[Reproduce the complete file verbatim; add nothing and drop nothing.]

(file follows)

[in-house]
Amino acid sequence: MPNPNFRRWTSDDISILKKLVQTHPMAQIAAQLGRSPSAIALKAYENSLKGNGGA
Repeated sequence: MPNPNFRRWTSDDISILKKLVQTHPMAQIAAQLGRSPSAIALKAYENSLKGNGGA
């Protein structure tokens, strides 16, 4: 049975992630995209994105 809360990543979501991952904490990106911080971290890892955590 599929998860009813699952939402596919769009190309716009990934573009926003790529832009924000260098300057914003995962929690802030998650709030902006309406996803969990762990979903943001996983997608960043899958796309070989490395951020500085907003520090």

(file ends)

[in-house]
Amino acid sequence: MPNPNFRRWTSDDISILKKLVQTHPMAQIAAQLGRSPSAIALKAYENSLKGNGGA
Repeated sequence: MPNPNFRRWTSDDISILKKLVQTHPMAQIAAQLGRSPSAIALKAYENSLKGNGGA
């Protein structure tokens, strides 16, 4: 049975992630995209994105 809360990543979501991952904490990106911080971290890892955590 599929998860009813699952939402596919769009190309716009990934573009926003790529832009924000260098300057914003995962929690802030998650709030902006309406996803969990762990979903943001996983997608960043899958796309070989490395951020500085907003520090």